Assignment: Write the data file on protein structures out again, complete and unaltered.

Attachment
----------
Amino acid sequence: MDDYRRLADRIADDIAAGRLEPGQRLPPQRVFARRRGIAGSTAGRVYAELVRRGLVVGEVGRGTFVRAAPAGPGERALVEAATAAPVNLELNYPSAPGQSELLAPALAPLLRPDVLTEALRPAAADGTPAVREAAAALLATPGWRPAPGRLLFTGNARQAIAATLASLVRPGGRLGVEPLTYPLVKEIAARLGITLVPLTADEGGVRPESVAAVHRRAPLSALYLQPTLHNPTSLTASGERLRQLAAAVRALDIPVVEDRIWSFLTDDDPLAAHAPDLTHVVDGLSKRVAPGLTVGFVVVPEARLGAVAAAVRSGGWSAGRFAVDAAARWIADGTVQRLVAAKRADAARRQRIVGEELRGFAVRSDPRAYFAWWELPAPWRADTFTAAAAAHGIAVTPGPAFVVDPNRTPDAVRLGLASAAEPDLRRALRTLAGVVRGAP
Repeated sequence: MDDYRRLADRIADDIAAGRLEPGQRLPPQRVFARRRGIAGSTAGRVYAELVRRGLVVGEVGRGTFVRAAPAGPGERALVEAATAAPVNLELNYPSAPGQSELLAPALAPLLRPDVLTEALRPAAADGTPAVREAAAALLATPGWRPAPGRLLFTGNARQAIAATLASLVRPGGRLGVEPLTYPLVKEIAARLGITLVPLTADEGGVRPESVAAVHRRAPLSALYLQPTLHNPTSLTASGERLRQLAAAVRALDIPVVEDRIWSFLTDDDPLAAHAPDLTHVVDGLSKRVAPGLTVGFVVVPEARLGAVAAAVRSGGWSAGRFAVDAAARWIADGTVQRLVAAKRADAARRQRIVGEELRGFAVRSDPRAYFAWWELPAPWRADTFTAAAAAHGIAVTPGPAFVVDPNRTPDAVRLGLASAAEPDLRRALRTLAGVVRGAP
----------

Amino acid sequence: MDDYRRLADRIADDIAAGRLEPGQRLPPQRVFARRRGIAGSTAGRVYAELVRRGLVVGEVGRGTFVRAAPAGPGERALVEAATAAPVNLELNYPSAPGQSELLAPALAPLLRPDVLTEALRPAAADGTPAVREAAAALLATPGWRPAPGRLLFTGNARQAIAATLASLVRPGGRLGVEPLTYPLVKEIAARLGITLVPLTADEGGVRPESVAAVHRRAPLSALYLQPTLHNPTSLTASGERLRQLAAAVRALDIPVVEDRIWSFLTDDDPLAAHAPDLTHVVDGLSKRVAPGLTVGFVVVPEARLGAVAAAVRSGGWSAGRFAVDAAARWIADGTVQRLVAAKRADAARRQRIVGEELRGFAVRSDPRAYFAWWELPAPWRADTFTAAAAAHGIAVTPGPAFVVDPNRTPDAVRLGLASAAEPDLRRALRTLAGVVRGAP
Repeated sequence: MDDYRRLADRIADDIAAGRLEPGQRLPPQRVFARRRGIAGSTAGRVYAELVRRGLVVGEVGRGTFVRAAPAGPGERALVEAATAAPVNLELNYPSAPGQSELLAPALAPLLRPDVLTEALRPAAADGTPAVREAAAALLATPGWRPAPGRLLFTGNARQAIAATLASLVRPGGRLGVEPLTYPLVKEIAARLGITLVPLTADEGGVRPESVAAVHRRAPLSALYLQPTLHNPTSLTASGERLRQLAAAVRALDIPVVEDRIWSFLTDDDPLAAHAPDLTHVVDGLSKRVAPGLTVGFVVVPEARLGAVAAAVRSGGWSAGRFAVDAAARWIADGTVQRLVAAKRADAARRQRIVGEELRGFAVRSDPRAYFAWWELPAPWRADTFTAAAAAHGIAVTPGPAFVVDPNRTPDAVRLGLASAAEPDLRRALRTLAGVVRGAP